- Fast funding – MCAs can provide funding in as little as 24-48 hours. The application process is simple and funding decisions are quick.
- Flexible qualifications – MCA providers generally have less stringent approval requirements compared to banks. Startups and smaller businesses are often eligible.
- Payments scale with sales – Repayments fluctuate based on your sales volumes, helping match cash outflows to inflows.
- No collateral required – MCAs do not require any business assets or owner guarantees as security.
Cons and Risks of Merchant Cash Advances
While MCAs offer quick and accessible financing, there are some significant downsides to consider:
- Very high cost – The equivalent APRs are typically double or triple that of other financing options.
- Frequent payments – Daily or weekly payments directly from sales can seriously impact cash flow.
- Risk of debt cycle – The high cost and frequent payments make it easy to get trapped in a cycle of debt.
- Confusing contracts – MCA contracts do not provide APRs or total repayment costs, making comparisons difficult.
- Aggressive collections – Some MCA providers use aggressive tactics like filing confessions of judgement if repayments are missed.
- Difficult early payoff – Paying MCAs off early often involves extra fees and penalties.
For businesses already struggling with cash flow, merchant cash advances can exacerbate problems rather than solve them. The risk of entering a debt cycle is high.
Alternatives to Merchant Cash Advances
Due to the high costs and risks, most businesses should consider MCAs as an absolute last resort for financing. Some alternatives to consider first include:
- Business credit cards – Cards like Chase Ink or Amex Blue Business Plus offer 0% intro APR periods for purchases.
- Business lines of credit – Lines of credit provide revolving access to capital with interest charged only on amounts used.
- Invoice factoring – Selling unpaid invoices to a factoring company can provide immediate working capital.
- Short-term business loans – Online lenders like Kabbage offer installment loans with set repayment periods.
- SBA loans – Government small business loans offer long terms and reasonable interest rates.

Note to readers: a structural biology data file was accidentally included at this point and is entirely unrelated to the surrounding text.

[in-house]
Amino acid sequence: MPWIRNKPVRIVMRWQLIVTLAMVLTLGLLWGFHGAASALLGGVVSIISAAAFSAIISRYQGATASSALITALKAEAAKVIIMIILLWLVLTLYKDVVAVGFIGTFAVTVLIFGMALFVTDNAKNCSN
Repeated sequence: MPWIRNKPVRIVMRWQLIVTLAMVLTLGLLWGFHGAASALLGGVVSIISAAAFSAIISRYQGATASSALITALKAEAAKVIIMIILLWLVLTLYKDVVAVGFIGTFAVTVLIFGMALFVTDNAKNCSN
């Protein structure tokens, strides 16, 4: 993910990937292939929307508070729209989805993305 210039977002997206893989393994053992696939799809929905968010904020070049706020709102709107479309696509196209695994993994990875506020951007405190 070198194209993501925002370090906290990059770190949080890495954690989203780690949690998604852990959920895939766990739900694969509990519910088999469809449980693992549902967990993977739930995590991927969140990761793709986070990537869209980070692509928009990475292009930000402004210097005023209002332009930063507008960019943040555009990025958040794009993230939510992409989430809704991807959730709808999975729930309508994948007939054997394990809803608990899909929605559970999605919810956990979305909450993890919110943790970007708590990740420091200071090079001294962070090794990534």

- Crowdfunding – Raising capital from customers or supporters can provide startup funding.
- Angel investors – Wealthy individuals sometimes provide capital to startups in exchange for equity.
While these options may take longer or have more requirements than MCAs, they provide affordable long-term financing without the predatory risks.
Is a Merchant Cash Advance Right for Your Business?
In limited circumstances, a merchant cash advance may make sense for a business. Situations where an MCA could be appropriate include:
- You need a very small amount of capital for a short period.
- You have a clear, near-term plan to increase sales and cash flow.
- You have an urgent, unexpected expense and no other options.
- You can qualify for an MCA with a competitive factor rate.
However, it’s essential to read the fine print carefully, consult professionals, and have a solid repayment plan before obtaining a merchant cash advance.The bottom line is MCAs are very high-risk financing and should only be used as an absolute last resort. Weigh all alternatives first, and have a plan to pay off the advance quickly. With the right approach, MCAs can serve as a temporary bridge to get past an unexpected cash crunch.At Delancey Street, our goal is to help businesses find the most affordable financing options for their situation. Our team is always available to provide free consultations and advice. If an MCA seems like your only option, please contact us first so we can explore alternatives. With the right guidance, your business can establish a healthy financial foundation for long-term growth and success.